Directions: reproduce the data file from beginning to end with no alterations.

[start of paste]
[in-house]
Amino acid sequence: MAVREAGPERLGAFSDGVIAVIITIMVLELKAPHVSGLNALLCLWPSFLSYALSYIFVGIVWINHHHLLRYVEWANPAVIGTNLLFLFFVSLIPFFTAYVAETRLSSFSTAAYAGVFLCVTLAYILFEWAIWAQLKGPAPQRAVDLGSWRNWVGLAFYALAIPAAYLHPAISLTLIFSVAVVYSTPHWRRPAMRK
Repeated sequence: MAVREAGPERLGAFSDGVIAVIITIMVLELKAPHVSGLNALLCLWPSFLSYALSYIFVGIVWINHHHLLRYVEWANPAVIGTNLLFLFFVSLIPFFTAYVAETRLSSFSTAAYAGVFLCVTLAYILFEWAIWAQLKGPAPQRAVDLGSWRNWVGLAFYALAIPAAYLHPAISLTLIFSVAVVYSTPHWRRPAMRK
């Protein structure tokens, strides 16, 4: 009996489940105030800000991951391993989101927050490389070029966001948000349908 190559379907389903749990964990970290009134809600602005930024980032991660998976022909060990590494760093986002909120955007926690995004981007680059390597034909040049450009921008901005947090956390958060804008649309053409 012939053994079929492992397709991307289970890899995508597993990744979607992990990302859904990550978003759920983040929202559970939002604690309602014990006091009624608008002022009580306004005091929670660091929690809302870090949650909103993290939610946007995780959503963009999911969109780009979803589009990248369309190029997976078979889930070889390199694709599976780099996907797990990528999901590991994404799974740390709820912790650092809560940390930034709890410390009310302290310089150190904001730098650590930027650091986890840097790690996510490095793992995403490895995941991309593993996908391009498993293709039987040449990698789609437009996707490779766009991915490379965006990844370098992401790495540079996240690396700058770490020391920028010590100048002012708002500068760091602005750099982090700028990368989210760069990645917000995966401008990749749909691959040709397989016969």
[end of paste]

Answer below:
[in-house]
Amino acid sequence: MAVREAGPERLGAFSDGVIAVIITIMVLELKAPHVSGLNALLCLWPSFLSYALSYIFVGIVWINHHHLLRYVEWANPAVIGTNLLFLFFVSLIPFFTAYVAETRLSSFSTAAYAGVFLCVTLAYILFEWAIWAQLKGPAPQRAVDLGSWRNWVGLAFYALAIPAAYLHPAISLTLIFSVAVVYSTPHWRRPAMRK
Repeated sequence: MAVREAGPERLGAFSDGVIAVIITIMVLELKAPHVSGLNALLCLWPSFLSYALSYIFVGIVWINHHHLLRYVEWANPAVIGTNLLFLFFVSLIPFFTAYVAETRLSSFSTAAYAGVFLCVTLAYILFEWAIWAQLKGPAPQRAVDLGSWRNWVGLAFYALAIPAAYLHPAISLTLIFSVAVVYSTPHWRRPAMRK
């Protein structure tokens, strides 16, 4: 009996489940105030800000991951391993989101927050490389070029966001948000349908 190559379907389903749990964990970290009134809600602005930024980032991660998976022909060990590494760093986002909120955007926690995004981007680059390597034909040049450009921008901005947090956390958060804008649309053409 012939053994079929492992397709991307289970890899995508597993990744979607992990990302859904990550978003759920983040929202559970939002604690309602014990006091009624608008002022009580306004005091929670660091929690809302870090949650909103993290939610946007995780959503963009999911969109780009979803589009990248369309190029997976078979889930070889390199694709599976780099996907797990990528999901590991994404799974740390709820912790650092809560940390930034709890410390009310302290310089150190904001730098650590930027650091986890840097790690996510490095793992995403490895995941991309593993996908391009498993293709039987040449990698789609437009996707490779766009991915490379965006990844370098992401790495540079996240690396700058770490020391920028010590100048002012708002500068760091602005750099982090700028990368989210760069990645917000995966401008990749749909691959040709397989016969």